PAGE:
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Re: Re: Disaster dilemma

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-----Original Message-----
From: Richard Lewis <rlewis(--nospam--at)techteam.org>
To: seaoc(--nospam--at)seaoc.org <seaoc(--nospam--at)seaoc.org>
Date: Friday, January 23, 1998 11:33 AM
Subject: Re: Re: Disaster dilemma


>It seems obvious to me that if it takes an engineer to design the lateral
>force resisting elements in a building then it should be an engineer who
>evaluates the safety of the system after the seismic event.  If someone
could
>not design it to begin with then how can they evaluate if it is still
>functional?
>
It does not take an engineer to design the lateral forces in a building. An
architect has the legal right to do this as well.

>Let's reverse the situation.  Lets say an office building was having a
>terrible time with conflicting traffic at the buildings entrance due to a
>poor floor plan layout.  Would the owner call in the structural engineer or
>the mechanical engineer to solve the traffic problem?  If he did then he
>would probably get a separate entrance designed for every building function
>to solve the problem!  After all, that is the most logical solution.  An
>architect is trained to layout a functional plan to solve the problem.
They
>are not trained to solve mechanical or structural DESIGN problems.  (I know
>they do more than floor plans so please don't flame me, but they do not do
>the specific design of the other professions).
>
The lobby power of the AIA is far stronger than those of engineers (however,
it appears from recent decisions in Washington DC that we are gaining a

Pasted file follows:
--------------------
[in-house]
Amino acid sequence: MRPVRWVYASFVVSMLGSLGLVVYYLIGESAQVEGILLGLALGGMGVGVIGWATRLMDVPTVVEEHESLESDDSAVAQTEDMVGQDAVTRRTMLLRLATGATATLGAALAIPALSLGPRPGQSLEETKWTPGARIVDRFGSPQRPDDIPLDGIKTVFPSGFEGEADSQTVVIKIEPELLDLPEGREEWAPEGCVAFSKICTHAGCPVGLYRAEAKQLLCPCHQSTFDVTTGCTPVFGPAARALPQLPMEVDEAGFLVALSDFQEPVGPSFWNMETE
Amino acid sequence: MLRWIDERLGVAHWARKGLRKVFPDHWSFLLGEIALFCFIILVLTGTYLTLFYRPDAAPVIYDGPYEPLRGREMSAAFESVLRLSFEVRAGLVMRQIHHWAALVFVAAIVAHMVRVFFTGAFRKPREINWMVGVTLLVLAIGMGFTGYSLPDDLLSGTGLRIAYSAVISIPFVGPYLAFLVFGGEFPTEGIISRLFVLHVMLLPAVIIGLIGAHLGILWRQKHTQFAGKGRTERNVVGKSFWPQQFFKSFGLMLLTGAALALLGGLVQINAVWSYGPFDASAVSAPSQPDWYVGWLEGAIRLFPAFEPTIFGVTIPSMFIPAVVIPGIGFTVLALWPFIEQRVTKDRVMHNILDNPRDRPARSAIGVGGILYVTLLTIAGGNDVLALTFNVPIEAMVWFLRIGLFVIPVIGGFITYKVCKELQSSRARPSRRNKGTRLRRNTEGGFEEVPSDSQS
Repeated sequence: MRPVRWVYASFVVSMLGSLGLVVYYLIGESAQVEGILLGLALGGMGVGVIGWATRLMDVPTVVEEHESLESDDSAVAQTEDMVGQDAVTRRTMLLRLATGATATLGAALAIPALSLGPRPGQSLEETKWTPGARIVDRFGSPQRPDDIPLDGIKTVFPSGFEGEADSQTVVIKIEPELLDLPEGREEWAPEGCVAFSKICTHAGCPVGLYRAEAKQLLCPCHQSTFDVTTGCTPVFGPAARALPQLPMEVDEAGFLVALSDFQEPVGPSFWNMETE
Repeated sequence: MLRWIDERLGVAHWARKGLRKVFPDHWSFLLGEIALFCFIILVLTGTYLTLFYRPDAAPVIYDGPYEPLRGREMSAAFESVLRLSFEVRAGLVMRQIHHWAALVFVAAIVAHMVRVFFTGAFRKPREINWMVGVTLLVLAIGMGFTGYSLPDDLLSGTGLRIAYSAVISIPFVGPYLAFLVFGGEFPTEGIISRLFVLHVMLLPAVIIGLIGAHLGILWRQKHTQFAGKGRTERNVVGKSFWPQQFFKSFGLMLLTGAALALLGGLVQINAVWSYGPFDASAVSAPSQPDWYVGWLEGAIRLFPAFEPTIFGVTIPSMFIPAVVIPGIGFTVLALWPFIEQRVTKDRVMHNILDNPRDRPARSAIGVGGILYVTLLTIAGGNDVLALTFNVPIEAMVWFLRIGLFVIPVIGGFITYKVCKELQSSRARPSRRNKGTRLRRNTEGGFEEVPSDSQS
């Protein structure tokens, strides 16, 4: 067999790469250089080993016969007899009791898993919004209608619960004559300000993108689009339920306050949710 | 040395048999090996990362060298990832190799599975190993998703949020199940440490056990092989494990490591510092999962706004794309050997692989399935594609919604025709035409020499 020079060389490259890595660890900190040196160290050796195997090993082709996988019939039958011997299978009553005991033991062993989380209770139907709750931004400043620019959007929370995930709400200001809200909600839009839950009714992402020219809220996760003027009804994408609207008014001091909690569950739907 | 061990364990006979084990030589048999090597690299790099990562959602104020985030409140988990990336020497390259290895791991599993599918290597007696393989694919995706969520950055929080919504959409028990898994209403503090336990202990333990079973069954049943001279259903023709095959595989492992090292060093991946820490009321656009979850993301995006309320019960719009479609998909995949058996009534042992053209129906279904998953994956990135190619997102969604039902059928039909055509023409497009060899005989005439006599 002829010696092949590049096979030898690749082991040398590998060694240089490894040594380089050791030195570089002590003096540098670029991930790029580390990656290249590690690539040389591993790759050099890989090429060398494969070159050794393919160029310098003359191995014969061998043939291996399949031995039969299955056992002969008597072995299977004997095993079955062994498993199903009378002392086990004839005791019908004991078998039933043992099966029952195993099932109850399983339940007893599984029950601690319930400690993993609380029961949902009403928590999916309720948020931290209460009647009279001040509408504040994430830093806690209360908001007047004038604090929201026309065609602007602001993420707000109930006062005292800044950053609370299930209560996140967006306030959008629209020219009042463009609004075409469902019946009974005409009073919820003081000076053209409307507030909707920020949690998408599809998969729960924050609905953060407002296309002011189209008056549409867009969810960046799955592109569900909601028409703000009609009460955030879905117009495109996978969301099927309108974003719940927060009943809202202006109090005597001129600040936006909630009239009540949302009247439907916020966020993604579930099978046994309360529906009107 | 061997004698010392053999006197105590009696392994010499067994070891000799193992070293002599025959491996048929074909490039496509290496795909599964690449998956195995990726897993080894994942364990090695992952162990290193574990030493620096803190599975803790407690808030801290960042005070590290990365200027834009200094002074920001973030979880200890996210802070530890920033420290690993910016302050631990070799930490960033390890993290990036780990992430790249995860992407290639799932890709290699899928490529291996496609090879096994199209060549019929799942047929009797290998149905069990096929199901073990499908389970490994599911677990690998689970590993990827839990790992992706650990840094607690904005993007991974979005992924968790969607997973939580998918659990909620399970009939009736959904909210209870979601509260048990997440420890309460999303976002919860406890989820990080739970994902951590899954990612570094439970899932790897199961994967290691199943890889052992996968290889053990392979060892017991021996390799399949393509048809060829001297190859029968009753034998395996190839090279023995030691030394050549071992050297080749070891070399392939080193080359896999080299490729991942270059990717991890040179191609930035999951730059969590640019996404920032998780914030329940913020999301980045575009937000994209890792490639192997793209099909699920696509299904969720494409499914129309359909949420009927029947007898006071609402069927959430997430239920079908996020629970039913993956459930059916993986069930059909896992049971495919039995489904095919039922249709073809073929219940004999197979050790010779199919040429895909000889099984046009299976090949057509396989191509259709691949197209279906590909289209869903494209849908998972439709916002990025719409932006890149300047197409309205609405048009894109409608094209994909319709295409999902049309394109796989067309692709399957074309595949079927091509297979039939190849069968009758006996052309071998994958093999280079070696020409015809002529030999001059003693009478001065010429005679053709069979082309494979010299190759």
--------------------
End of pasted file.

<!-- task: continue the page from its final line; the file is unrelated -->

voice) and have tried to restrict the engineer from designing buildings -
however, as with engineering, this has not reached fruition. Engineers may,
at the chigrin of architects, legally design buidings and stamp
archtiectural drawings (however, I think they are crazy to overstep their
bounds). So the debate continues....

>If an architect wants to evaluate a structure after a seismic event then
they
>should be competent in the design of a lateral force system ahead of time.

In California, Architects are required to complete a Seismic portion to
their exam. I have tutored a few on this part of the exam. The problem is
that most don't remember or intend to use the knowledge that they learn. The
second problem is that those who use it think it is the end all of knowledge
needed to design laterally restrained structures.
>From that, what is the difference in Seismic or Wind. Why would other states
assume an architect to be any more capable to calculate and distribute (and
detail) appropriate wind loads????
>
>Just my $0.02 from a non-seismic (well at least EXTremely low) zone of
Texas.
>
And mine too!
Dennis Wish PE